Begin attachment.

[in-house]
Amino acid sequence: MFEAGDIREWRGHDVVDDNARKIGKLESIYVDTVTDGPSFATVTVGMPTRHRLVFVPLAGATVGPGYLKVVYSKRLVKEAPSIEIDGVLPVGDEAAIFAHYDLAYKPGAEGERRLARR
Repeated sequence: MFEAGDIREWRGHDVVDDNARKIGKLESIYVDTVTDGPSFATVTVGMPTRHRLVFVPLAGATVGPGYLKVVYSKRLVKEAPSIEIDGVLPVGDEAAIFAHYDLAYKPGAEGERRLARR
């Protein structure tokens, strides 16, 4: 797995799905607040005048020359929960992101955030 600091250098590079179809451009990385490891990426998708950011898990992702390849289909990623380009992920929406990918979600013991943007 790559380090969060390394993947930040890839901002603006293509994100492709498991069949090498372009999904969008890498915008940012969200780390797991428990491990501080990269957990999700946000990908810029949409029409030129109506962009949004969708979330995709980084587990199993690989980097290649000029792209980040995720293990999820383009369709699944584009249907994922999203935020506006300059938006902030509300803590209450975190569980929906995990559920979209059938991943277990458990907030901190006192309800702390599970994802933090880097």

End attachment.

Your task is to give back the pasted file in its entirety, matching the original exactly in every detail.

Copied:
[in-house]
Amino acid sequence: MFEAGDIREWRGHDVVDDNARKIGKLESIYVDTVTDGPSFATVTVGMPTRHRLVFVPLAGATVGPGYLKVVYSKRLVKEAPSIEIDGVLPVGDEAAIFAHYDLAYKPGAEGERRLARR
Repeated sequence: MFEAGDIREWRGHDVVDDNARKIGKLESIYVDTVTDGPSFATVTVGMPTRHRLVFVPLAGATVGPGYLKVVYSKRLVKEAPSIEIDGVLPVGDEAAIFAHYDLAYKPGAEGERRLARR
């Protein structure tokens, strides 16, 4: 797995799905607040005048020359929960992101955030 600091250098590079179809451009990385490891990426998708950011898990992702390849289909990623380009992920929406990918979600013991943007 790559380090969060390394993947930040890839901002603006293509994100492709498991069949090498372009999904969008890498915008940012969200780390797991428990491990501080990269957990999700946000990908810029949409029409030129109506962009949004969708979330995709980084587990199993690989980097290649000029792209980040995720293990999820383009369709699944584009249907994922999203935020506006300059938006902030509300803590209450975190569980929906995990559920979209059938991943277990458990907030901190006192309800702390599970994802933090880097």